Once the navigation clearances had been set, the force of potential collisions had to be computed. This was done in accordance with the AASHTO Guide Specifications for Vessel Collision Design of Bridges. The design vessel was determined to be a 1,500-ft barge tow, up to six barges wide and five long. By considering a powered, loaded tow moving with the current, the equivalent static collision force was 6,600 kips.

Taking blows

The same year that the existing Greenville bridge was opened to traffic, another better-known bridge opened in the Pacific Northwest. The Tacoma Narrows Bridge, better known as “Galloping Gertie,” under moderate wind loading crashed into the Narrows.

In order to determine the wind effects on the new Greenville Bridge, HNTB retained RWDI of Guelph, Ontario, Canada, to make a series of studies to determine the wind environment and the design wind speed for the bridge. Their wind performance evaluation was a process which began with an analysis of historical records of wind data and concluded with a report describing the anticipated wind loads both during construction and after completion of the bridge. The historical data was based on hourly observations at the Greenville Municipal Airport as well as nearby recording stations in Mississippi, Arkansas and Tennessee. From these data it was determined that the design wind speed for stability should be the 10,000-year, 10-minute mean wind speed of 99 mph at the level of the deck. The 100-year fastest mile wind speed for structural design was set at 80 mph.

RWDI then made a review of the preliminary plans for the bridge and established criteria to prevent aerodynamic instability. This preliminary assessment of the bridge was based upon past experience with similar structures and available published data regarding the performance of other long-span bridges under various wind conditions. The criteria to prevent vortex-shedding oscillations were based upon the ASCE-recommended practice of limiting peak accelerations to 0.05 g for winds to 30 mph and 0.10 g for winds in excess of that value. For flutter, the criteria were established as a torsional amplitude of 1.5°. Recommendations for modifications to the bridge structure were made that were incorporated into the final design process. Both drawings and computer models were provided to the wind engineers to begin development of model design for the project. At the conclusion of model construction, final confirmation was made between the structural and wind engineers that the model was in general agreement with the current state of the design and that the scaled mass and mass moment of inertia of the model were verified. The wind tunnel testing program was then started.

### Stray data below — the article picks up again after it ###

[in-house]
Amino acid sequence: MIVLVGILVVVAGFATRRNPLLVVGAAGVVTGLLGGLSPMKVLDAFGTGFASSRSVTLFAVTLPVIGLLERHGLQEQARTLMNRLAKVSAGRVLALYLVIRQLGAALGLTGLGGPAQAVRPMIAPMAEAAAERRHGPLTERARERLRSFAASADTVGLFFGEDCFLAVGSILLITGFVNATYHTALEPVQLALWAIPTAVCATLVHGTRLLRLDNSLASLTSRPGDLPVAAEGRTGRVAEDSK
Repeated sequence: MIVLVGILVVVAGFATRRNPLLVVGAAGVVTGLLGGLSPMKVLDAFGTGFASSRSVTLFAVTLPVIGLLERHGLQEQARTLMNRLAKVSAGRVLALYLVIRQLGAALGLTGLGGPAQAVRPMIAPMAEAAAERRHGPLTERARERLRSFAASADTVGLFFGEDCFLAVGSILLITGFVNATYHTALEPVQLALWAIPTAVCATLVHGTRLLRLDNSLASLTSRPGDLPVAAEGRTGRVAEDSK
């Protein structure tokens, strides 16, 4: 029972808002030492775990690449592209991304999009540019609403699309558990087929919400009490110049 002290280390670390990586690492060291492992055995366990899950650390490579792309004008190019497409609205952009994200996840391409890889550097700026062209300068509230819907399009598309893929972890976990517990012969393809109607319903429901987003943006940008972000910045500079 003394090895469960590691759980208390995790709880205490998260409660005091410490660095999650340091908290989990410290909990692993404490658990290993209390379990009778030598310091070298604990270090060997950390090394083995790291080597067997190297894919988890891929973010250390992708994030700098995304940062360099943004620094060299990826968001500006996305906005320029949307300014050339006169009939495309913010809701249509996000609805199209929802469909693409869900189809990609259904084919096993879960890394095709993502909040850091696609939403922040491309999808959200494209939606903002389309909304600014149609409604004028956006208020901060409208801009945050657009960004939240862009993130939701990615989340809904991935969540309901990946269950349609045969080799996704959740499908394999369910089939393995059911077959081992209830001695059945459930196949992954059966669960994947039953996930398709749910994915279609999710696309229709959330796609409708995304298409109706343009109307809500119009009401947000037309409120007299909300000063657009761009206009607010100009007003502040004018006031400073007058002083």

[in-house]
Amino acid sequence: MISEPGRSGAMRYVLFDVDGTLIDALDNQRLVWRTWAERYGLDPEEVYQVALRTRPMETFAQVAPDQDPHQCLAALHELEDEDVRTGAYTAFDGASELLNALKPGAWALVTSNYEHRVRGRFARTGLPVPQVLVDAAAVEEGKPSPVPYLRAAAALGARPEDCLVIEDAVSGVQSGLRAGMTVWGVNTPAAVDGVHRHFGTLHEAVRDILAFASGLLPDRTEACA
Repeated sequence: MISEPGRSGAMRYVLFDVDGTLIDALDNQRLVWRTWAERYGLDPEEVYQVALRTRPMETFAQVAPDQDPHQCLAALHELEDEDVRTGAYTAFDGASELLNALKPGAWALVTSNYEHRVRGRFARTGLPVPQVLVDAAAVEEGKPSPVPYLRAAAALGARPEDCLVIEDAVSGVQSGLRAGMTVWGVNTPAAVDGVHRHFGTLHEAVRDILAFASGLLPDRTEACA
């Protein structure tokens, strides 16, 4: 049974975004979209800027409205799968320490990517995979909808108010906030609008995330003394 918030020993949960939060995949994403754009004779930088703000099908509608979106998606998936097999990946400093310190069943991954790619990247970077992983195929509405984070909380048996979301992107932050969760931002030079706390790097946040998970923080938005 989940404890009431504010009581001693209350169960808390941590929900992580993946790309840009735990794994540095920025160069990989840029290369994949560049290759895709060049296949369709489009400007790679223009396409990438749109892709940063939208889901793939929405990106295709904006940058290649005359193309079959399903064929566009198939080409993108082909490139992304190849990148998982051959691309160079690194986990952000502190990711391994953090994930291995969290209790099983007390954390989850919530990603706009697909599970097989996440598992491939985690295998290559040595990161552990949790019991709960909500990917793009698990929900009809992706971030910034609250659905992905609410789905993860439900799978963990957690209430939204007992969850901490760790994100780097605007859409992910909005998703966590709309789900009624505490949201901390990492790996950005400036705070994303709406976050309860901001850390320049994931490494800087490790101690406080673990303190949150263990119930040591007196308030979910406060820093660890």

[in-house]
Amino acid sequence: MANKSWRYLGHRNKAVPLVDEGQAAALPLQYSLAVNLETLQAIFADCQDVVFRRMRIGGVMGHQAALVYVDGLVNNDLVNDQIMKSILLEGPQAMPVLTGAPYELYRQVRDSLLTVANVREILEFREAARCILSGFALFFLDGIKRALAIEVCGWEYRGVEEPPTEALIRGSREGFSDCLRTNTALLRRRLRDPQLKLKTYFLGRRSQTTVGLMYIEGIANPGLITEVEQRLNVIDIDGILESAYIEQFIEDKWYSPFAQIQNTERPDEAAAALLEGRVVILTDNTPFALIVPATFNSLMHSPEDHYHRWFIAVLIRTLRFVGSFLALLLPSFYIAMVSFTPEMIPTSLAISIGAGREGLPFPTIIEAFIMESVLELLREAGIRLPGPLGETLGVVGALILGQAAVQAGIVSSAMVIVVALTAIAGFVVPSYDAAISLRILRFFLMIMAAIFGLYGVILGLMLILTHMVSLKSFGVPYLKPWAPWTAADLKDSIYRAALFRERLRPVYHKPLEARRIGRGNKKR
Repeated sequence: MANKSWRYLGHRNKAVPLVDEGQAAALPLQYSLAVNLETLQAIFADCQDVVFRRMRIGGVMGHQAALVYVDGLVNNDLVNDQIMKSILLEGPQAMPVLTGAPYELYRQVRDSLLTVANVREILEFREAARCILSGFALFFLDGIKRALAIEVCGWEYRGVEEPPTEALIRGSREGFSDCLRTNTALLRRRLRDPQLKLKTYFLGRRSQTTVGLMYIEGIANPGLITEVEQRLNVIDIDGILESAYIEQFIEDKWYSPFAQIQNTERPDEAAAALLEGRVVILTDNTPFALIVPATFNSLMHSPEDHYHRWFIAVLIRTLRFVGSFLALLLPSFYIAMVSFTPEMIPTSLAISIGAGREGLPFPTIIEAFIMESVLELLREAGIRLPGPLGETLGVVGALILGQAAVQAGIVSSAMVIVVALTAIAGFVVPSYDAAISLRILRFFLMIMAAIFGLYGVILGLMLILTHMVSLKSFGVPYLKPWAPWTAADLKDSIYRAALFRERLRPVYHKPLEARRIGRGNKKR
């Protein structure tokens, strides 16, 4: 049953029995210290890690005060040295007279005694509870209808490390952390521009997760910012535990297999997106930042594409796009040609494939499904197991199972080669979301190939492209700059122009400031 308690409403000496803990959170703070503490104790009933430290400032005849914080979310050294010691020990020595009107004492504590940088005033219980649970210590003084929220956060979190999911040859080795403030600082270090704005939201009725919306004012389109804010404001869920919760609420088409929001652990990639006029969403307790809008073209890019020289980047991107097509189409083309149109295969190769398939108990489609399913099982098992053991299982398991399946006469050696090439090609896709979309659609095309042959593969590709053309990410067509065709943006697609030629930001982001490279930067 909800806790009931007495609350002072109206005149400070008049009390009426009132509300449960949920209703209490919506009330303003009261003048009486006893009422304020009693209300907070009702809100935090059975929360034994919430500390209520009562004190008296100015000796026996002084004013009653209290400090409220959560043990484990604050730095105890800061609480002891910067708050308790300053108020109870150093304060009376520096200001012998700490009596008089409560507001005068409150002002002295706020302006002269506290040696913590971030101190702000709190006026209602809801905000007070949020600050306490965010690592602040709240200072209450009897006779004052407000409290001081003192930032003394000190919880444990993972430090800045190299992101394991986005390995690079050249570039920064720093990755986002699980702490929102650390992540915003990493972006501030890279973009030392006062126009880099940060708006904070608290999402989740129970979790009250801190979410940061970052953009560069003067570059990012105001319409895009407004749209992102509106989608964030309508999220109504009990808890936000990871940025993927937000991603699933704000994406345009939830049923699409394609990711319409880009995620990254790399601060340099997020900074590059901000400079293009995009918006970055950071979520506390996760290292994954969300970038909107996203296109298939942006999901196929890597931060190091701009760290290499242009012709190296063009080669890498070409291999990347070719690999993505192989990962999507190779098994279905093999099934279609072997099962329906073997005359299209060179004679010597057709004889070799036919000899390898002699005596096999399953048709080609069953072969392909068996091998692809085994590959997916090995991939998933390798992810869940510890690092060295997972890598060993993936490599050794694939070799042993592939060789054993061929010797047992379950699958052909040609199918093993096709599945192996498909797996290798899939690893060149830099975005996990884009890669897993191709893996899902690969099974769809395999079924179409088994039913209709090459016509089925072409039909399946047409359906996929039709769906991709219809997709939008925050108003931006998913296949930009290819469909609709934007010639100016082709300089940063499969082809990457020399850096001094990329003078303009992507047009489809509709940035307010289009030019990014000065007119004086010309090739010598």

The wind tunnel tests were performed for two primary reasons. The first was to determine the dynamic performance of the structure under wind loads. This included an evaluation of the deck cross section and its behavior under various wind speeds applied normal to the longitudinal axis of the bridge and an assessment of potential measures to improve the performance of the bridge. The second reason for wind tunnel testing was to quantify design wind forces to be applied by the bridge designers in order to correctly size the members for the static and dynamic effects of wind loads. These wind forces for design are a combination of shape, wind speed and drag coefficients combined into a single, simple factor to be applied to the various members during the analysis stage.